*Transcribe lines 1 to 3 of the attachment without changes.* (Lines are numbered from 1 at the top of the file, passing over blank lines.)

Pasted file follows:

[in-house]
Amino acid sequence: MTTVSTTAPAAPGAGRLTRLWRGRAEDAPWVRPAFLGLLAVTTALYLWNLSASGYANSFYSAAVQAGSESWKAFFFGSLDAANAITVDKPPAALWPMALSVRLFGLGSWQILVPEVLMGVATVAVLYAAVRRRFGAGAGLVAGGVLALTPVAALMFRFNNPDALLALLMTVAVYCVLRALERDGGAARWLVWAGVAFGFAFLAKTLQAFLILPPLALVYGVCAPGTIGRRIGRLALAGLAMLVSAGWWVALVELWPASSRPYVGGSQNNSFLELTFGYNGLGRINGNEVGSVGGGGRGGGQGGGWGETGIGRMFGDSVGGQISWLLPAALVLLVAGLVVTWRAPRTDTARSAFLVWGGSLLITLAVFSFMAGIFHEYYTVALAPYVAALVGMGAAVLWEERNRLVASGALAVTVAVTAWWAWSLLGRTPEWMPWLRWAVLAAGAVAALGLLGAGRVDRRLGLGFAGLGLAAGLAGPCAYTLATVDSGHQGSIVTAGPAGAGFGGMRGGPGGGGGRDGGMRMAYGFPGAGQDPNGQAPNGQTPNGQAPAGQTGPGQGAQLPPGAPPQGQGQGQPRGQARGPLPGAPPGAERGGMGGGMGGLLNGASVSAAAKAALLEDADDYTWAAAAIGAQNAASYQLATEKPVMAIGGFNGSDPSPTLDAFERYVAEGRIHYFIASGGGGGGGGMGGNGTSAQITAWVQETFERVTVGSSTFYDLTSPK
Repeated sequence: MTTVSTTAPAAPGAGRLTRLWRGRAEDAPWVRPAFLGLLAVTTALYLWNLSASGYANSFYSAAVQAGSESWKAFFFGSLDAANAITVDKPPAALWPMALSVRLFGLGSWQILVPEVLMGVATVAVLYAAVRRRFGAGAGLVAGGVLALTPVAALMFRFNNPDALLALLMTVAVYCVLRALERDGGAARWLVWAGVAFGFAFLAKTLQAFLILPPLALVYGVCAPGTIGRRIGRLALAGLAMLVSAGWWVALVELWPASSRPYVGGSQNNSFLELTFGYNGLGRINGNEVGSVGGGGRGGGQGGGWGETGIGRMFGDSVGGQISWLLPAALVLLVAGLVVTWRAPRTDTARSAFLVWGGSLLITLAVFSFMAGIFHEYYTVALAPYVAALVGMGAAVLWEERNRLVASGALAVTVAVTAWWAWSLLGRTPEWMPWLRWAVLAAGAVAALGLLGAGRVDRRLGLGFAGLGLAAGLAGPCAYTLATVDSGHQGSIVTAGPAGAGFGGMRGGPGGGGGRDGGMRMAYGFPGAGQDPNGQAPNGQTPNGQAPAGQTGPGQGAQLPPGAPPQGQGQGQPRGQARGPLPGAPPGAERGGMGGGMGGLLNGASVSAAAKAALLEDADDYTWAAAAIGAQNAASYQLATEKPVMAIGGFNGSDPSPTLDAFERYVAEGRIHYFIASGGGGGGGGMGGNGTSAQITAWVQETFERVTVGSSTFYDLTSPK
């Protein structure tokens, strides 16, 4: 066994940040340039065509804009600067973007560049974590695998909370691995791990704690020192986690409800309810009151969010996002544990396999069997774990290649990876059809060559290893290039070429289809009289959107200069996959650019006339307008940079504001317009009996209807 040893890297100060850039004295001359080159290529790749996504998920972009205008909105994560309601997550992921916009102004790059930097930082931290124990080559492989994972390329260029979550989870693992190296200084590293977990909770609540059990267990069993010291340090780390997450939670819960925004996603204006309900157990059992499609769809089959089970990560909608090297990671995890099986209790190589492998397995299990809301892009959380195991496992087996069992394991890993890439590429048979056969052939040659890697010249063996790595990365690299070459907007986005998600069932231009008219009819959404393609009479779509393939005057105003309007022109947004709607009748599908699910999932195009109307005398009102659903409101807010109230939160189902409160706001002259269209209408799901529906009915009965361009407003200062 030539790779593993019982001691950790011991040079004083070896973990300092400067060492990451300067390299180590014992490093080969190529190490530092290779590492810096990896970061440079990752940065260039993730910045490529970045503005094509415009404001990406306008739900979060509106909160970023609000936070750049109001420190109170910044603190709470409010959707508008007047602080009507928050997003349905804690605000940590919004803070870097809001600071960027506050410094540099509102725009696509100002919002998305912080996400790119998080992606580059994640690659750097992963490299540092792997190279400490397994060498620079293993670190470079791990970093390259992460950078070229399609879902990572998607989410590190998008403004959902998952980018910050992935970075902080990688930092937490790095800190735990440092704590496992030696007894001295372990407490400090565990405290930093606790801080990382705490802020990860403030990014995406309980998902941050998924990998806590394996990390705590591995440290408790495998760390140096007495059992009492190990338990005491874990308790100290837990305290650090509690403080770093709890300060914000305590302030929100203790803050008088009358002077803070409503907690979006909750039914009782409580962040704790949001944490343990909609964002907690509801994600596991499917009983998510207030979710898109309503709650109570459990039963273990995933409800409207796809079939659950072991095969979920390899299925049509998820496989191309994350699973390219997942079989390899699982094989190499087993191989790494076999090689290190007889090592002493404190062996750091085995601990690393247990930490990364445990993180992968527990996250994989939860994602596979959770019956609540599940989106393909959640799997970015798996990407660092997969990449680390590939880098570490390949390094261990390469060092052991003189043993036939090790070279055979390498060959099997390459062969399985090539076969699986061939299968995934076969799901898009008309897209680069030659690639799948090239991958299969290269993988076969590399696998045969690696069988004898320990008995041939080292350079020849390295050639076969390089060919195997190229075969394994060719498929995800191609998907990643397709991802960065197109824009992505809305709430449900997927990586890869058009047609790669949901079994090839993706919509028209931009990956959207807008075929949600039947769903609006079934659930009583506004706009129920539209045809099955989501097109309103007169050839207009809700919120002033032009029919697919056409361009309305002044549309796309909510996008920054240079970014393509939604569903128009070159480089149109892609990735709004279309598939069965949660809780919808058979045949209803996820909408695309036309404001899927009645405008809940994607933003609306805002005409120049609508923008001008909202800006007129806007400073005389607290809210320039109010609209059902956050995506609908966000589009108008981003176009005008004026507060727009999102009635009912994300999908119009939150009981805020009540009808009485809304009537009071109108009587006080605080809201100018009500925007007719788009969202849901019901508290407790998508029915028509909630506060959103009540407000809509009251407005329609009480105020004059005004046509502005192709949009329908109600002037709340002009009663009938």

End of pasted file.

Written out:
[in-house]
Amino acid sequence: MTTVSTTAPAAPGAGRLTRLWRGRAEDAPWVRPAFLGLLAVTTALYLWNLSASGYANSFYSAAVQAGSESWKAFFFGSLDAANAITVDKPPAALWPMALSVRLFGLGSWQILVPEVLMGVATVAVLYAAVRRRFGAGAGLVAGGVLALTPVAALMFRFNNPDALLALLMTVAVYCVLRALERDGGAARWLVWAGVAFGFAFLAKTLQAFLILPPLALVYGVCAPGTIGRRIGRLALAGLAMLVSAGWWVALVELWPASSRPYVGGSQNNSFLELTFGYNGLGRINGNEVGSVGGGGRGGGQGGGWGETGIGRMFGDSVGGQISWLLPAALVLLVAGLVVTWRAPRTDTARSAFLVWGGSLLITLAVFSFMAGIFHEYYTVALAPYVAALVGMGAAVLWEERNRLVASGALAVTVAVTAWWAWSLLGRTPEWMPWLRWAVLAAGAVAALGLLGAGRVDRRLGLGFAGLGLAAGLAGPCAYTLATVDSGHQGSIVTAGPAGAGFGGMRGGPGGGGGRDGGMRMAYGFPGAGQDPNGQAPNGQTPNGQAPAGQTGPGQGAQLPPGAPPQGQGQGQPRGQARGPLPGAPPGAERGGMGGGMGGLLNGASVSAAAKAALLEDADDYTWAAAAIGAQNAASYQLATEKPVMAIGGFNGSDPSPTLDAFERYVAEGRIHYFIASGGGGGGGGMGGNGTSAQITAWVQETFERVTVGSSTFYDLTSPK
Repeated sequence: MTTVSTTAPAAPGAGRLTRLWRGRAEDAPWVRPAFLGLLAVTTALYLWNLSASGYANSFYSAAVQAGSESWKAFFFGSLDAANAITVDKPPAALWPMALSVRLFGLGSWQILVPEVLMGVATVAVLYAAVRRRFGAGAGLVAGGVLALTPVAALMFRFNNPDALLALLMTVAVYCVLRALERDGGAARWLVWAGVAFGFAFLAKTLQAFLILPPLALVYGVCAPGTIGRRIGRLALAGLAMLVSAGWWVALVELWPASSRPYVGGSQNNSFLELTFGYNGLGRINGNEVGSVGGGGRGGGQGGGWGETGIGRMFGDSVGGQISWLLPAALVLLVAGLVVTWRAPRTDTARSAFLVWGGSLLITLAVFSFMAGIFHEYYTVALAPYVAALVGMGAAVLWEERNRLVASGALAVTVAVTAWWAWSLLGRTPEWMPWLRWAVLAAGAVAALGLLGAGRVDRRLGLGFAGLGLAAGLAGPCAYTLATVDSGHQGSIVTAGPAGAGFGGMRGGPGGGGGRDGGMRMAYGFPGAGQDPNGQAPNGQTPNGQAPAGQTGPGQGAQLPPGAPPQGQGQGQPRGQARGPLPGAPPGAERGGMGGGMGGLLNGASVSAAAKAALLEDADDYTWAAAAIGAQNAASYQLATEKPVMAIGGFNGSDPSPTLDAFERYVAEGRIHYFIASGGGGGGGGMGGNGTSAQITAWVQETFERVTVGSSTFYDLTSPK